Leoni Enzlmuller was enthralled with the idea of coming to the United States to attend college and play soccer.
She had been in contact with Kansas Wesleyan women's coach Henrik Sohn, comforted by the fact he's from Germany which shares a 500-mile border with her native Austria. She liked the university's graphic design program, had taken a virtual tour of the campus and had her mother's blessing.
"My mom was like 'Just give it a try if you want and we'll see what comes out of it,'" Enzlmuller said.
There was one drawback, though, and it was significant.
"My English was so terrible in school, it was my least favorite subject," she said. "The English barrier was to the point that I didn't want to go to the U.S. because I was so insecure about it."
Enter Sohn who conversed with Enzlmuller in German and English after she arrived in Salina – German the primary language in Austria.
"It's like American and British English, we can understand each other," Sohn said.
"The first few months I really needed someone who was talking German to me while I was in that process of getting my English better," she said.
Her English rapidly improved and her play on the pitch helped the Coyotes improve as well. Enzlmuller entered the Coyotes' starting lineup as a freshman defender in the fall of 2021 and performed well, earning All-Kansas Conference Second Team postseason recognition.
Life off the pitch gradually became more comfortable as well.
"The first few days and weeks everything was so different to Europe and home," said Enzlmuller, who hails from Linz, a city of 200,000 located on the Danube River in the northeast part of the country. "I don't think you can really explain the difference, you have to see and feel the difference from America to Europe."
The first thing she noticed in her new locale was the houses, which didn't seem to be as sturdy as the centuries-old homes of Europe.
"I felt like they'd fly away but as we saw on Saturday it's okay," she said of the storm that blew through Saturday night.
Other aspects of home she misses are public transportation and bread – "really good bread."
"I really like to travel a lot back home because everything is so close and you can go everywhere so fast," she said. "Here I have the feeling that you need to have the time to go somewhere because it's so big."
Soccer-wise Enzlmuller provides a different, more technical approach to the game.
"She has an incredible soccer IQ that comes from growing up in Europe," Sohn said. "I think there's a difference in how much soccer you watch, how much you are around the game. That's how the soccer IQ grows. She has a great understanding of the game and is technically excellent. She's been phenomenal wherever we put her."
Enzlmuller says there's a sizable difference between the U.S. and European style of play.
"In America I would say it's how fit you are," she said. "The players here are more physical, stronger, more athletic and not so much your technical abilities," she said.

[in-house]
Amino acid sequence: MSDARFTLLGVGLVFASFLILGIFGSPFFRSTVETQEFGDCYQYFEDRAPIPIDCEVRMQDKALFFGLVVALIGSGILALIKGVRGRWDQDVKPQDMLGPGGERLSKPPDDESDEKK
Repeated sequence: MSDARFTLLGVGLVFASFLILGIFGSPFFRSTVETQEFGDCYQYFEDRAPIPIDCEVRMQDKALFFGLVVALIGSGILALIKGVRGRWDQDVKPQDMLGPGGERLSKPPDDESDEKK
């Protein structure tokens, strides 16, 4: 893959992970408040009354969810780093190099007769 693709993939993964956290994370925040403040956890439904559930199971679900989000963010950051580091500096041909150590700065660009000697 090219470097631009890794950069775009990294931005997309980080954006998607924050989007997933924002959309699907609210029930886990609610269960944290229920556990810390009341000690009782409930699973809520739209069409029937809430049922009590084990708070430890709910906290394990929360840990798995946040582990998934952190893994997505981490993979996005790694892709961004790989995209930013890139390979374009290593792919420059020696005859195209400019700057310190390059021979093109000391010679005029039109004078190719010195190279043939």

The differences begin at an early age.
"Back home when you're starting young everything you're doing is with the ball, you always have a ball on your feet trying to get more skills," she said. "Growing up in America every child is playing as many sports as possible and every sport has a season. Back home they like stick to one sport – my whole life I only played soccer in a club and you're playing the whole year."
While soccer is immensely popular in Austria it's second to another endeavor in popularity, Enzmuller said.
"In my nation we have a lot of mountains so skiing, I would say, is the most famous sport in Austria," she said. "Everyone should be on skis once in their life."
Sohn said Enzlmuller's contributions to the program go beyond soccer.
"I'm a firm believer in international students," he said. "It's something that enriches the experience of everyone that interacts with her and interacts with them no matter what program they're in.
"The U.S. is so big a lot of citizens don't ever leave the country. So, bringing foreign students to the U.S. and embracing them and culturally understanding different people is a huge asset. She is adding that off the field."
Enzlmuller went home for the summer but returned for the 2022-23 school year. It wasn't a difficult decision.
"Studying here is so much better for me and what I want to," she said. "I was at a huge university (Technical University of Vienna) where you're only a number. Here it's more familiar, my professors know me as a person and they know my strengths and weaknesses. I know why I'm here and what I want from here."
All bets are off after she graduates, though.
"I'm going back home," she said, "because first of all it's very difficult to stay as a foreigner in the U.S. – getting your visas and your records so you're able to work. And I miss Europe as a whole so much."